The notion of selling tickets to a restaurant as though it were a night at the theater has been taken up in San Antonio by a duo of young chefs embarking on their first, stand-alone venture. In a railroad car. For a maximum of 12 people. At $85 a pop including service and selected beverages.
Mixtli, which means cloud in Nahuatl, is the name chosen for the enterprise by chefs and caterers Rico Torres and Diego Galicia, and it serves as a kind of muse, floating from one regional Mexican cuisine to another. For those willing to let their feelings about the country’s cuisine be upended, silver linings abound. Mixtli’s themes change every 45 days; the inaugural one centered on Oaxaca. The menu, at this writing, investigates the foods of Mexico City’s varied subway stops.
The following synopsis of Oaxaca can accordingly only be a symbolic weather forecast. That 12-course meal began with an agua fresca of green cactus fruit, accented with ginger and lime, in which floated a single lime blossom. Next arrived a Platonic chochoyte, a masa dumpling usually served in broth.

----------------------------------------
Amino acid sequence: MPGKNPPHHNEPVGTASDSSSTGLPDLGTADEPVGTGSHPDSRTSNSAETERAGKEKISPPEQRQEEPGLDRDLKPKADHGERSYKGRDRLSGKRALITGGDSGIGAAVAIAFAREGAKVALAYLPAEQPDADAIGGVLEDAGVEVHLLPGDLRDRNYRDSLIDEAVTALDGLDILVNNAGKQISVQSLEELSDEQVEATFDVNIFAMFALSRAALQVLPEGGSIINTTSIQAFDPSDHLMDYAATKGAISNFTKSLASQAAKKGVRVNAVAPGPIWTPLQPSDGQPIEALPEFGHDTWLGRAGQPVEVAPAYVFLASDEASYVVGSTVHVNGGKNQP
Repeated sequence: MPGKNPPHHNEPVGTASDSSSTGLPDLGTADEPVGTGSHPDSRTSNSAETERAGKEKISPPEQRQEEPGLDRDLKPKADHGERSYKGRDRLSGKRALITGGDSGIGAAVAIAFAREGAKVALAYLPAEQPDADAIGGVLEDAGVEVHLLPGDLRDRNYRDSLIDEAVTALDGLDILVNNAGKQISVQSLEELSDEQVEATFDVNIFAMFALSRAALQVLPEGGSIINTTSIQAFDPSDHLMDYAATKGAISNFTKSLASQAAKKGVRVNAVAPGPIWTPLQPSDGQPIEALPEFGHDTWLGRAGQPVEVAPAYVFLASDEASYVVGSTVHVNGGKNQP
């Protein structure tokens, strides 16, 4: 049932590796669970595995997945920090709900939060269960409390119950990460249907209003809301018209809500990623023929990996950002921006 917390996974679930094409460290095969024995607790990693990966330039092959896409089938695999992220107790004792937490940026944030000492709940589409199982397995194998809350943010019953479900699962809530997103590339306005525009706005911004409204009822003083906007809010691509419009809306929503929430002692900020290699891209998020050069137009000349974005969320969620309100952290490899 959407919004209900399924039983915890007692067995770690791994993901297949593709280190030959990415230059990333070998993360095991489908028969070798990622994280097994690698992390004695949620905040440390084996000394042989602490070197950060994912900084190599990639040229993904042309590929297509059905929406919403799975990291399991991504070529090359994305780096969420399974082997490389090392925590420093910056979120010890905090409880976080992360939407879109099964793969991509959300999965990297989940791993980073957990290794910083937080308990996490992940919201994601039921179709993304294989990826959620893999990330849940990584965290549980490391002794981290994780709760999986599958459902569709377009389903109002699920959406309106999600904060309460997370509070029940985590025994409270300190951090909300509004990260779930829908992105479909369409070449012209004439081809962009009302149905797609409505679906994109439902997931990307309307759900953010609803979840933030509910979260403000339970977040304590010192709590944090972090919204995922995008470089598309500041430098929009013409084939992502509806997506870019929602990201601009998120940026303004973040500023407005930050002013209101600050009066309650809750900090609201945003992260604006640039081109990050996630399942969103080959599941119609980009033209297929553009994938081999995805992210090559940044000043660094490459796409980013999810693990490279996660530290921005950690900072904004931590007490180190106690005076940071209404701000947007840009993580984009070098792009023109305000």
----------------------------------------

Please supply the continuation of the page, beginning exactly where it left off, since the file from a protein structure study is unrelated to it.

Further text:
But, there being none in sight, the dumpling’s typical indentation served to cradle a tiny cube of panela cheese.
The first “main” to appear was a single, impressive shrimp, with garlic foam, on a brushstroke of chileajo, a paste made from guajillo chiles—ethereal but effective. A mole negro adorning duck on a blue corn tortilla was enlivened by several well-toasted pods. Oaxaca, being almost as known for its varied moles as Puebla, a yellow rendition next made an appearance, cradling a sous-vide cooked Texas quail … and so it went until dessert, when a drink of light yet intense cacao (the guys roast and grind their own chocolate) and honey followed as a companion to a corn and roasted fig pudding. We sigh as abuela spins.